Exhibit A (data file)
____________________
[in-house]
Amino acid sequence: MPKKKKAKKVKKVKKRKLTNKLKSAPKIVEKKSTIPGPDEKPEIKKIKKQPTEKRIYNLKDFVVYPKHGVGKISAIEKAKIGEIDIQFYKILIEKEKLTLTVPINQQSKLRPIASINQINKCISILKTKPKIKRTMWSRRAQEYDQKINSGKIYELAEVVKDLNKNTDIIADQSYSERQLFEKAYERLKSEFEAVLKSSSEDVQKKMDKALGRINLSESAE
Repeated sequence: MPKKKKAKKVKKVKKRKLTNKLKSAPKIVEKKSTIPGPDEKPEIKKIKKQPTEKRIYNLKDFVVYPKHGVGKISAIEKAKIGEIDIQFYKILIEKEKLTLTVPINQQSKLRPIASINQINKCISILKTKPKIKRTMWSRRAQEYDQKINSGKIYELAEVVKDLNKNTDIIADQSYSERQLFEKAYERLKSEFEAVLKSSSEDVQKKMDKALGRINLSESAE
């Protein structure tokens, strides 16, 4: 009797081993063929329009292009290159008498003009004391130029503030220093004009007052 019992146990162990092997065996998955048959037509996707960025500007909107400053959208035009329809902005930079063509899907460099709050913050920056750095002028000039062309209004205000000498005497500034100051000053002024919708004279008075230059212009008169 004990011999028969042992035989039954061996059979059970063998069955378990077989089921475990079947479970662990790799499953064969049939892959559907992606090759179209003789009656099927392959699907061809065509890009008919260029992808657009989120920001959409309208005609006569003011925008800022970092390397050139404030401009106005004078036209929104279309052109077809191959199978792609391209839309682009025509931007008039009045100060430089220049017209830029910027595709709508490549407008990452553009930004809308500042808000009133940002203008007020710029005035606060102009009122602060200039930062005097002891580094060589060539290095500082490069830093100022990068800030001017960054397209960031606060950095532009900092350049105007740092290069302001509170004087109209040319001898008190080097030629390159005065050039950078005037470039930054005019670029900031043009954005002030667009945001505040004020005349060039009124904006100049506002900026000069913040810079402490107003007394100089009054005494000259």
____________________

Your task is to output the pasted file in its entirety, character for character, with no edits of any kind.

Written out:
[in-house]
Amino acid sequence: MPKKKKAKKVKKVKKRKLTNKLKSAPKIVEKKSTIPGPDEKPEIKKIKKQPTEKRIYNLKDFVVYPKHGVGKISAIEKAKIGEIDIQFYKILIEKEKLTLTVPINQQSKLRPIASINQINKCISILKTKPKIKRTMWSRRAQEYDQKINSGKIYELAEVVKDLNKNTDIIADQSYSERQLFEKAYERLKSEFEAVLKSSSEDVQKKMDKALGRINLSESAE
Repeated sequence: MPKKKKAKKVKKVKKRKLTNKLKSAPKIVEKKSTIPGPDEKPEIKKIKKQPTEKRIYNLKDFVVYPKHGVGKISAIEKAKIGEIDIQFYKILIEKEKLTLTVPINQQSKLRPIASINQINKCISILKTKPKIKRTMWSRRAQEYDQKINSGKIYELAEVVKDLNKNTDIIADQSYSERQLFEKAYERLKSEFEAVLKSSSEDVQKKMDKALGRINLSESAE
């Protein structure tokens, strides 16, 4: 009797081993063929329009292009290159008498003009004391130029503030220093004009007052 019992146990162990092997065996998955048959037509996707960025500007909107400053959208035009329809902005930079063509899907460099709050913050920056750095002028000039062309209004205000000498005497500034100051000053002024919708004279008075230059212009008169 004990011999028969042992035989039954061996059979059970063998069955378990077989089921475990079947479970662990790799499953064969049939892959559907992606090759179209003789009656099927392959699907061809065509890009008919260029992808657009989120920001959409309208005609006569003011925008800022970092390397050139404030401009106005004078036209929104279309052109077809191959199978792609391209839309682009025509931007008039009045100060430089220049017209830029910027595709709508490549407008990452553009930004809308500042808000009133940002203008007020710029005035606060102009009122602060200039930062005097002891580094060589060539290095500082490069830093100022990068800030001017960054397209960031606060950095532009900092350049105007740092290069302001509170004087109209040319001898008190080097030629390159005065050039950078005037470039930054005019670029900031043009954005002030667009945001505040004020005349060039009124904006100049506002900026000069913040810079402490107003007394100089009054005494000259």